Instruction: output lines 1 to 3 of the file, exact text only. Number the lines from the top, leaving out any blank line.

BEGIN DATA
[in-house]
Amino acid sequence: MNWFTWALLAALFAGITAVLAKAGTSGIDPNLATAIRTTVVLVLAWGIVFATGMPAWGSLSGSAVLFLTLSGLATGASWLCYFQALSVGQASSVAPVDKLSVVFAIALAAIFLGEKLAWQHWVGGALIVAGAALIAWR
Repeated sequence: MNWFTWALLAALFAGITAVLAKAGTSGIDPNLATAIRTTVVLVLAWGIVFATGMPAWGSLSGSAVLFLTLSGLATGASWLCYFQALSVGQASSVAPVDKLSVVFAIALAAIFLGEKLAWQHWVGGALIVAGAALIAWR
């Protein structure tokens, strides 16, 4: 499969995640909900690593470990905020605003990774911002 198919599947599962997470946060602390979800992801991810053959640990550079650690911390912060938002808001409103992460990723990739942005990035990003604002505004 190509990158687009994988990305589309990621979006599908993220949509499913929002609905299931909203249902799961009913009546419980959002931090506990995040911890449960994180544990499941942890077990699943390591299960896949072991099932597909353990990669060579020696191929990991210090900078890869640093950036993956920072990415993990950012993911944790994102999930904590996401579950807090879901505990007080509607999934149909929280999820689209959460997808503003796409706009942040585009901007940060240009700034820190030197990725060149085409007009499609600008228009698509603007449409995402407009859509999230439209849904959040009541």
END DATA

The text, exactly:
[in-house]
Amino acid sequence: MNWFTWALLAALFAGITAVLAKAGTSGIDPNLATAIRTTVVLVLAWGIVFATGMPAWGSLSGSAVLFLTLSGLATGASWLCYFQALSVGQASSVAPVDKLSVVFAIALAAIFLGEKLAWQHWVGGALIVAGAALIAWR
Repeated sequence: MNWFTWALLAALFAGITAVLAKAGTSGIDPNLATAIRTTVVLVLAWGIVFATGMPAWGSLSGSAVLFLTLSGLATGASWLCYFQALSVGQASSVAPVDKLSVVFAIALAAIFLGEKLAWQHWVGGALIVAGAALIAWR